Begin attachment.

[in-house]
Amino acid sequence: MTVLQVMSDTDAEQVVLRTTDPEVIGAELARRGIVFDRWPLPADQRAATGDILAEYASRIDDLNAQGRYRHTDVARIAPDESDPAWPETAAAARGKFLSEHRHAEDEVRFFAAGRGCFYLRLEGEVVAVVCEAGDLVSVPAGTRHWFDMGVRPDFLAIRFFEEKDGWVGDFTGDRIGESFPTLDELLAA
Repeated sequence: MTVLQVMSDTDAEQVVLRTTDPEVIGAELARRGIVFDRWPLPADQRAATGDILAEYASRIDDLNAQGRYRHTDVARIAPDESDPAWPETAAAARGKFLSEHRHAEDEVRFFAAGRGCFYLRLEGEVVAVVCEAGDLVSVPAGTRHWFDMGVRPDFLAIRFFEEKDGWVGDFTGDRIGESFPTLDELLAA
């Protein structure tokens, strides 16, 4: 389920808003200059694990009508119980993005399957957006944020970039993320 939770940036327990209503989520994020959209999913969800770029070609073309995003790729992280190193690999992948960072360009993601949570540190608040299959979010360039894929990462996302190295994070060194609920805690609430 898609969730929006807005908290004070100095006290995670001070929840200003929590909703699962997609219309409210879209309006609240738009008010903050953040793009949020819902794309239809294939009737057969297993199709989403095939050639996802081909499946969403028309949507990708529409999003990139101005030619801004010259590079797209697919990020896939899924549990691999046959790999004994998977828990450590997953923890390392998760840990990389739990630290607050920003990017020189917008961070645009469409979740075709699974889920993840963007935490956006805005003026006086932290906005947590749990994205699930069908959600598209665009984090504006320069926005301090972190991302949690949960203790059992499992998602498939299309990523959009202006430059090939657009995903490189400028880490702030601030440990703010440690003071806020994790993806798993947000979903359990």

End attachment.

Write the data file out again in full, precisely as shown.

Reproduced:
[in-house]
Amino acid sequence: MTVLQVMSDTDAEQVVLRTTDPEVIGAELARRGIVFDRWPLPADQRAATGDILAEYASRIDDLNAQGRYRHTDVARIAPDESDPAWPETAAAARGKFLSEHRHAEDEVRFFAAGRGCFYLRLEGEVVAVVCEAGDLVSVPAGTRHWFDMGVRPDFLAIRFFEEKDGWVGDFTGDRIGESFPTLDELLAA
Repeated sequence: MTVLQVMSDTDAEQVVLRTTDPEVIGAELARRGIVFDRWPLPADQRAATGDILAEYASRIDDLNAQGRYRHTDVARIAPDESDPAWPETAAAARGKFLSEHRHAEDEVRFFAAGRGCFYLRLEGEVVAVVCEAGDLVSVPAGTRHWFDMGVRPDFLAIRFFEEKDGWVGDFTGDRIGESFPTLDELLAA
């Protein structure tokens, strides 16, 4: 389920808003200059694990009508119980993005399957957006944020970039993320 939770940036327990209503989520994020959209999913969800770029070609073309995003790729992280190193690999992948960072360009993601949570540190608040299959979010360039894929990462996302190295994070060194609920805690609430 898609969730929006807005908290004070100095006290995670001070929840200003929590909703699962997609219309409210879209309006609240738009008010903050953040793009949020819902794309239809294939009737057969297993199709989403095939050639996802081909499946969403028309949507990708529409999003990139101005030619801004010259590079797209697919990020896939899924549990691999046959790999004994998977828990450590997953923890390392998760840990990389739990630290607050920003990017020189917008961070645009469409979740075709699974889920993840963007935490956006805005003026006086932290906005947590749990994205699930069908959600598209665009984090504006320069926005301090972190991302949690949960203790059992499992998602498939299309990523959009202006430059090939657009995903490189400028880490702030601030440990703010440690003071806020994790993806798993947000979903359990």